Meet the Author: sparksearcher
|Interviews by Fans|
|Title:||Meet the Author: sparksearcher|
|Date(s):||September 17, 2015|
|External Links:||Meet the Author: sparksearcher, Archived version |
Meet the Author: sparksearcher, Archived version
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Meet the Author: sparksearcher was posted at The Doctor Who Fanfic Review on September 17, 2015.
What draws you to hurt/comfort as a genre? And are there any other genres you enjoy reading or writing?
I just love that there are so many ways to do hurt/comfort. Someone is emotionally distressed or someone is seriously injured or they have minor injuries or someone is sick and needs to be taken care of. It can be familial or best friends or romantic partners, as long as it’s two (or more) people that care about each other- or sometimes that don’t like each other but can put aside differences to help one another- you can make something realistic and believable out of a fandom where everything is made up.As a reader I really enjoy humor, but as a writer that one can be a bit difficult for me. I try to put light-hearted moments in my stories, but I don’t really put a lot of effort into trying to be really funny. I’m a very sarcastic person by nature, and people that know me well get my sense of humor, but it doesn’t always come off the way I want it to in written form. Romance and fluff are always favorites for both reading and writing. Mostly I like feel-good stories, but reading a multi-chapter slow-burn that makes me want to throw my computer at a wall can be great too.
How long have you been writing fan fiction and for which fandoms/pairings?
I’ve been reading fanfiction for as long as I can remember, but I didn’t start writing it myself until I was in high school. I was probably 15 or 16. I wrote a lot for Harry Potter and Lord of the Rings. I ended up deleting them all- I can’t remember why anymore- in my early twenties and even though I never stopped reading fanfiction, I didn’t start writing again until earlier this year when I took a shot at writing for Doctor Who.I found that I really love writing for Twelve and Clara. I may try some of those other fandoms again, but for right now I’m really happy writing for these two.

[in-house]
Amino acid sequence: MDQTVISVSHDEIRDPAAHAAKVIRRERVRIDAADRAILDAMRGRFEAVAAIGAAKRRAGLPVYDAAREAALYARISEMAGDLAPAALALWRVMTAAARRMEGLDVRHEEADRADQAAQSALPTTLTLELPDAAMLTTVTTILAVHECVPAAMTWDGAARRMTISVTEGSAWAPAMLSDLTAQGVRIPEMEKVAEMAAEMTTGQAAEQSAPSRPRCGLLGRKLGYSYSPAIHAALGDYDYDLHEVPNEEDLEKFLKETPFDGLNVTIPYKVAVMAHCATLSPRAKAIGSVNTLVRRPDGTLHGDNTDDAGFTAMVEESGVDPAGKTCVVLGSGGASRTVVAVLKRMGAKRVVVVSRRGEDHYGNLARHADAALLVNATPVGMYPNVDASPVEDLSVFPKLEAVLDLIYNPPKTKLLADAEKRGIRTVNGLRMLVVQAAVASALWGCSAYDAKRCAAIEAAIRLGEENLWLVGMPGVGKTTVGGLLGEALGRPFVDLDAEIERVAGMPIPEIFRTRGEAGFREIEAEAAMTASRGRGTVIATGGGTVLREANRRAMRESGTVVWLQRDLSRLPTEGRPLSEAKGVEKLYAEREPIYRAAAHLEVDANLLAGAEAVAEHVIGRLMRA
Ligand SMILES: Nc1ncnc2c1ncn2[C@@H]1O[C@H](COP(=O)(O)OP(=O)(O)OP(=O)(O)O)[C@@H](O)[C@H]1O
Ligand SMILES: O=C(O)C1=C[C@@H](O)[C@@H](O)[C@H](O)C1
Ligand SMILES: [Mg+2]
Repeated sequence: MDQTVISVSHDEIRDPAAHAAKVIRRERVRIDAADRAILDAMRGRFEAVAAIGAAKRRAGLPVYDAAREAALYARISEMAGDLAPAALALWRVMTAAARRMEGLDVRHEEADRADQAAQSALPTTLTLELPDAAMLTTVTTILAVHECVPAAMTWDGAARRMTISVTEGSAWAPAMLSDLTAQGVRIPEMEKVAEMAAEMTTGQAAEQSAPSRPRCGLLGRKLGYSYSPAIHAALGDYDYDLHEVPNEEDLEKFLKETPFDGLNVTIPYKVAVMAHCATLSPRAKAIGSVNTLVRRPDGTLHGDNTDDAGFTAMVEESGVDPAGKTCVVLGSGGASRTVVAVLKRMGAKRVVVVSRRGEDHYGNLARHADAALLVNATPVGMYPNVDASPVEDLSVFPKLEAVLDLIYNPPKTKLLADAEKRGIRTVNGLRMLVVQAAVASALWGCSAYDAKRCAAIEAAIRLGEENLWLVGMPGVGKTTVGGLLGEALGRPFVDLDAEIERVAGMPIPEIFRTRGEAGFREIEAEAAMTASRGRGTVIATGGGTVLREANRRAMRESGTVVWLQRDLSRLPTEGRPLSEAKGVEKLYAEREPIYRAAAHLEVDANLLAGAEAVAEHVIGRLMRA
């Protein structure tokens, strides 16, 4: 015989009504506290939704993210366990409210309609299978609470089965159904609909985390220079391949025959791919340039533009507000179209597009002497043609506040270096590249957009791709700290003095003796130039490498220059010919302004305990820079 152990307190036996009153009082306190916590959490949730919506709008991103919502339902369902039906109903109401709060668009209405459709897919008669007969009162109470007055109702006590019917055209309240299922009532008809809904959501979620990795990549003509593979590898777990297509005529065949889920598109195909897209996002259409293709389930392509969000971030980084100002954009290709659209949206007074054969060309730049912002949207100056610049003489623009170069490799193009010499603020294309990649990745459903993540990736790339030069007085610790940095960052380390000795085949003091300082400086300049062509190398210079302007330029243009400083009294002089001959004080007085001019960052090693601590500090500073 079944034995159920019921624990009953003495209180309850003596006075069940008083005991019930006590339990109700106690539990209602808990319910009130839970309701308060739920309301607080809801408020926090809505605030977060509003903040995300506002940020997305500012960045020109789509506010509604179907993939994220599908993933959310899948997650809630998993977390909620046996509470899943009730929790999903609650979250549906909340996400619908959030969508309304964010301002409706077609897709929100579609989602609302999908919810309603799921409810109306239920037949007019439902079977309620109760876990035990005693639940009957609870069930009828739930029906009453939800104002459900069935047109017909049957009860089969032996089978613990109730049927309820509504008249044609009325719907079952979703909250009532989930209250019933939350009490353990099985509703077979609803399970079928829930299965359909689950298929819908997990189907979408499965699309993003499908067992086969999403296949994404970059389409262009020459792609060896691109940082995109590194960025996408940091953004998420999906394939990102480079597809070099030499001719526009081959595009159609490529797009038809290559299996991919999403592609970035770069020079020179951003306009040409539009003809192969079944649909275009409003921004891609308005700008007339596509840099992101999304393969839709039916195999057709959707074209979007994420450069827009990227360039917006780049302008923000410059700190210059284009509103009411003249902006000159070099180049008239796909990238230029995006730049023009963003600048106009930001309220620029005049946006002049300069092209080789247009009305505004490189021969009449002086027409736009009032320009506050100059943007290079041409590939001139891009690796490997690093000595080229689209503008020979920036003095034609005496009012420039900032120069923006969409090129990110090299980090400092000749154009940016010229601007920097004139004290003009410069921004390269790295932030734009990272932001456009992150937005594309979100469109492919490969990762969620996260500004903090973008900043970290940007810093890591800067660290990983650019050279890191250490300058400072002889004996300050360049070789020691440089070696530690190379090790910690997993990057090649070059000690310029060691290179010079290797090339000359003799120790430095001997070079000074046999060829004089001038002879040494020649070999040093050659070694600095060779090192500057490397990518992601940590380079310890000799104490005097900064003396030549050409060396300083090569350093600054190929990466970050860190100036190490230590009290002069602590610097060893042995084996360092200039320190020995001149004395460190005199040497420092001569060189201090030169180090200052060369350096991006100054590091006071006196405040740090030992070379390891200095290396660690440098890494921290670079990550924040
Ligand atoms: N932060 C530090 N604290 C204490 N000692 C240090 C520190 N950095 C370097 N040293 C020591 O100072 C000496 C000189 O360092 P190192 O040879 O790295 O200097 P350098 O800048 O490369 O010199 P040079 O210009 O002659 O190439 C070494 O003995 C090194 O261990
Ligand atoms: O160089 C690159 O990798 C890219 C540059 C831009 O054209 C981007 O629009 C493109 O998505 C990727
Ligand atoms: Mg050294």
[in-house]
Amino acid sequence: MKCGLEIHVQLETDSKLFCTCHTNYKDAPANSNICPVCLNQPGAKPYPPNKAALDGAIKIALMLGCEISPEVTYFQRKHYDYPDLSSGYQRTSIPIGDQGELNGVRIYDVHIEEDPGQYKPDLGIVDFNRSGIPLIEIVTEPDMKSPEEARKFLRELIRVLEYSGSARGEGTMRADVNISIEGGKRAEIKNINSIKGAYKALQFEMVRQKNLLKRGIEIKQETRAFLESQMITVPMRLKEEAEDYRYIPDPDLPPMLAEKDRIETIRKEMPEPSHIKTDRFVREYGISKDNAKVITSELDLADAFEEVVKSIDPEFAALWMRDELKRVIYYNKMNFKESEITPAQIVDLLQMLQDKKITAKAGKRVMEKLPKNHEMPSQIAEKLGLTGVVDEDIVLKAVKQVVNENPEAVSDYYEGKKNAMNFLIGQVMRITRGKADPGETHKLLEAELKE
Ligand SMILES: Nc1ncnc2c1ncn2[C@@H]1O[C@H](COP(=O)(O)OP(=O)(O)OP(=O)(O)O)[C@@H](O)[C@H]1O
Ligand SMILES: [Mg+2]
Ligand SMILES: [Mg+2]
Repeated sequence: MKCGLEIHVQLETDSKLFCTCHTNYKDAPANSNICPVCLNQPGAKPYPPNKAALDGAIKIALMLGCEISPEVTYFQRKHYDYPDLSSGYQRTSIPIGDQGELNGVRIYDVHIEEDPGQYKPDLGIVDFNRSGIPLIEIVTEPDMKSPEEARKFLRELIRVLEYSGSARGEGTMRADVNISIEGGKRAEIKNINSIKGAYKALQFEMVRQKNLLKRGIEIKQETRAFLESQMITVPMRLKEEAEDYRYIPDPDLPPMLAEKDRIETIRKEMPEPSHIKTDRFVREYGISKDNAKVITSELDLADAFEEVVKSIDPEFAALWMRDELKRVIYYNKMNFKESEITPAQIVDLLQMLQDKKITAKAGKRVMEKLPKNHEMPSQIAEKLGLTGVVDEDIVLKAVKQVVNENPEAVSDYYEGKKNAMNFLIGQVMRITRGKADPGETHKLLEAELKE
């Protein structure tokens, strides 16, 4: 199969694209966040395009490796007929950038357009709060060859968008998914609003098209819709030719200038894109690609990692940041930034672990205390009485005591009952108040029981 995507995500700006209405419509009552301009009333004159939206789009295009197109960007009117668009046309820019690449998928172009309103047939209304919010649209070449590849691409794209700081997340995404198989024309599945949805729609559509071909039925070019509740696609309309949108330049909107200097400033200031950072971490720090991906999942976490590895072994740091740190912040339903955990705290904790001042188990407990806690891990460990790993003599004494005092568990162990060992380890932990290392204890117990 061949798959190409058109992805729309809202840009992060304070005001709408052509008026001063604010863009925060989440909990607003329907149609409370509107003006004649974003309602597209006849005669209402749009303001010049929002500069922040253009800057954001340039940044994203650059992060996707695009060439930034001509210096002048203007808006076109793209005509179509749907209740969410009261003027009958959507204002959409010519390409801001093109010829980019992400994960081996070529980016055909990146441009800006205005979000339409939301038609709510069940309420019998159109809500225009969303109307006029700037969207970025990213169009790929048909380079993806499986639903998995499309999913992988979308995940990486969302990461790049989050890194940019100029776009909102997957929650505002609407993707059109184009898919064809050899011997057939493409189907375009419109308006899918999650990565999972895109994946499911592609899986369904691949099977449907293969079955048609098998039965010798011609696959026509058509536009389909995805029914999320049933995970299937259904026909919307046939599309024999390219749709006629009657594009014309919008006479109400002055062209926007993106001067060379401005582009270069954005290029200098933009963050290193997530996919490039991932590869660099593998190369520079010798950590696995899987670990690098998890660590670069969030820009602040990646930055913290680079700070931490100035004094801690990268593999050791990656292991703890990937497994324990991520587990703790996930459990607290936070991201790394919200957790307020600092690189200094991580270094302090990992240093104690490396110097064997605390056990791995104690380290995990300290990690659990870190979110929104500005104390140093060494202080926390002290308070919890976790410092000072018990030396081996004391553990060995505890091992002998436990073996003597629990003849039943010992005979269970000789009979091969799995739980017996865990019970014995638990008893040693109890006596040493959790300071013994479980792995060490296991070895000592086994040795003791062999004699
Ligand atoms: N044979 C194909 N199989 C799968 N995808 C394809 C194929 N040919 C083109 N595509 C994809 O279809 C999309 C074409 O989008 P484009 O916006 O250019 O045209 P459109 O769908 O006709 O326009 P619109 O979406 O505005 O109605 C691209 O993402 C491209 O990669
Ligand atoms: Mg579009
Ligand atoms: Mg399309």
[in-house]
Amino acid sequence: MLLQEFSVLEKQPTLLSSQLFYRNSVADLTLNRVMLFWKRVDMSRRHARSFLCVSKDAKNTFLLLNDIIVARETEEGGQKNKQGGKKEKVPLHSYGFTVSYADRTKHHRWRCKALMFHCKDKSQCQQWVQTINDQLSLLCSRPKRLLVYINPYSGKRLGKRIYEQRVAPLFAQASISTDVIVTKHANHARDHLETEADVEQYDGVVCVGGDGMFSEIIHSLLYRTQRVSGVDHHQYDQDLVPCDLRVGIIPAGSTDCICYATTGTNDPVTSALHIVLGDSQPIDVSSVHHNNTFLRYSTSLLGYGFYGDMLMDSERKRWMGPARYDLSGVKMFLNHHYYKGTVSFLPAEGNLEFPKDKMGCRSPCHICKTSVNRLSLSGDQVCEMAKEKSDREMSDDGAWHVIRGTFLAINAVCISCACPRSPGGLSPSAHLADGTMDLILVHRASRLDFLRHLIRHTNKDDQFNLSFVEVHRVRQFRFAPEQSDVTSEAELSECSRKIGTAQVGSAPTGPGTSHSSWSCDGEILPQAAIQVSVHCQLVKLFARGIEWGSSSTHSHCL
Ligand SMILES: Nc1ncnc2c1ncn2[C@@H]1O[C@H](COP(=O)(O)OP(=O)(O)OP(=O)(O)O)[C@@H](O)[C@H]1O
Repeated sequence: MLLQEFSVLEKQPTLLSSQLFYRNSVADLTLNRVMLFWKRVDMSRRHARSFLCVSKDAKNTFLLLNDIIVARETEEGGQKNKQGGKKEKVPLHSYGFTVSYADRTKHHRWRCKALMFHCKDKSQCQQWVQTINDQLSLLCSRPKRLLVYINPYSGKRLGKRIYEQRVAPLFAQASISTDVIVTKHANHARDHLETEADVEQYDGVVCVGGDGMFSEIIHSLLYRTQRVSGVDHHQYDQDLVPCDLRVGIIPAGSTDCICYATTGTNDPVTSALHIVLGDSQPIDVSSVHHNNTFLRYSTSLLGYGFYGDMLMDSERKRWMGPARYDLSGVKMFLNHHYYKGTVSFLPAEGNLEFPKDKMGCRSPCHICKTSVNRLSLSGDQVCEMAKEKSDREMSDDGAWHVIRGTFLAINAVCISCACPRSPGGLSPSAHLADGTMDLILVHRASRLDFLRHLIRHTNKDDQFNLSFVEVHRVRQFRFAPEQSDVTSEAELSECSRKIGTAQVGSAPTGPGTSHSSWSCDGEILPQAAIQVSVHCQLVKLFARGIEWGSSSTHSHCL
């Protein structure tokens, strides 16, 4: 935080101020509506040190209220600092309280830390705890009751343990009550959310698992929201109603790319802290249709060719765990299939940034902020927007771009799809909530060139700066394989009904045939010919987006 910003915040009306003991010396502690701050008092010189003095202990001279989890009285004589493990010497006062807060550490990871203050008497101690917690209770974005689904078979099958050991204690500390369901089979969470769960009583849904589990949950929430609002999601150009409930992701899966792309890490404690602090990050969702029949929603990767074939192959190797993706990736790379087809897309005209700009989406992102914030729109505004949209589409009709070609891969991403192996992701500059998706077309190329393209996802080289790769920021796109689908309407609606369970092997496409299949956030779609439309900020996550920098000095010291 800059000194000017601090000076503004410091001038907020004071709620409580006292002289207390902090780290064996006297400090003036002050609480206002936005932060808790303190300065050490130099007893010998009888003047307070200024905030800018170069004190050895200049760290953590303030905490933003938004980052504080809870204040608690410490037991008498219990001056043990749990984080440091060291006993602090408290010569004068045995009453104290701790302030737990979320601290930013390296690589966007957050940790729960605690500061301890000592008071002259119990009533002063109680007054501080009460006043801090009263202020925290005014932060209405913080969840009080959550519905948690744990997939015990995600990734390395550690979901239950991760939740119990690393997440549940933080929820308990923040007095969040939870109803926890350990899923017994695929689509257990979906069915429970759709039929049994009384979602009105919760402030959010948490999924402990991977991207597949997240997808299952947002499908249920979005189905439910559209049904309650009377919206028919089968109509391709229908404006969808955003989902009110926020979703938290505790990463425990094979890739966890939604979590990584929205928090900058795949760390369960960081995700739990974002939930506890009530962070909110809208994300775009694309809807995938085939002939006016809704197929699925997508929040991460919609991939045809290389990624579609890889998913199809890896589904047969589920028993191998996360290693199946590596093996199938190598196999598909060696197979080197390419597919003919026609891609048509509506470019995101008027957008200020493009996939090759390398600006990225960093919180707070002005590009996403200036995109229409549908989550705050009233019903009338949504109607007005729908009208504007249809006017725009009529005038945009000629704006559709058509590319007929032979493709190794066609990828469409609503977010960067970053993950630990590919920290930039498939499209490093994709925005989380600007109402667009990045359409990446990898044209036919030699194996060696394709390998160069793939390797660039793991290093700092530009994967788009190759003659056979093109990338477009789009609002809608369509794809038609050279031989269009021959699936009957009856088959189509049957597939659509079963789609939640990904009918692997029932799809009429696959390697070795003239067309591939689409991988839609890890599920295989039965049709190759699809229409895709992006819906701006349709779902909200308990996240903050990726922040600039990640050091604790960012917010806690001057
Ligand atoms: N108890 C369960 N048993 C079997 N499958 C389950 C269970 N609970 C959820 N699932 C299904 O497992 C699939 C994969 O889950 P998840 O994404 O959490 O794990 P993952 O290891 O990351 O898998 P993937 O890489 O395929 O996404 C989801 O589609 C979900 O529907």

It can be difficult to write for a fandom at the height of its popularity. What’s your best advice for other writers or artists, especially those who are nervous about posting their work or who are feeling burnt out or unappreciated?
Just keep doing what you love. If a project isn’t fun right now or if you’re stuck, set it aside for a while and either start something new or revisit something else you’ve already started working on. This is something I frequently do in any of my hobbies. If a knitting project isn’t working out, I stuff it in a bag and either take out a different project or begin something totally different. If I can’t get the wording on something right or if a scene is just not playing out the way I want it to, I flip to a blank page and work on something else.
I do these things for fun to help me unwind; the last thing I want is my hobbies getting my blood pressure up. When fun things aren’t fun anymore, then it starts to feel like work. So try something new or go back to something old, whatever it takes to reignite the spark of why you fell in love with something in the first place. And if you never go back to the thing you abandoned? So what? There are no hobby police- as long as you enjoy what you’re doing, that’s what’s important.To the nervous new people, I recommend posting to tumblr or using AO3 versus FFNet. Tumblr has likes and AO3 has the kudos system, so people who are shy about leaving written feedback can just click a button to let you know they liked it. And getting an email saying someone left me kudos on a story I wrote months ago always makes me smile. I personally know I’m terrible about leaving reviews, and I know I should do better, but if I liked your story and there’s a tumblr post either containing it or a link to it, I will totally reblog it and sing your praises in the tags.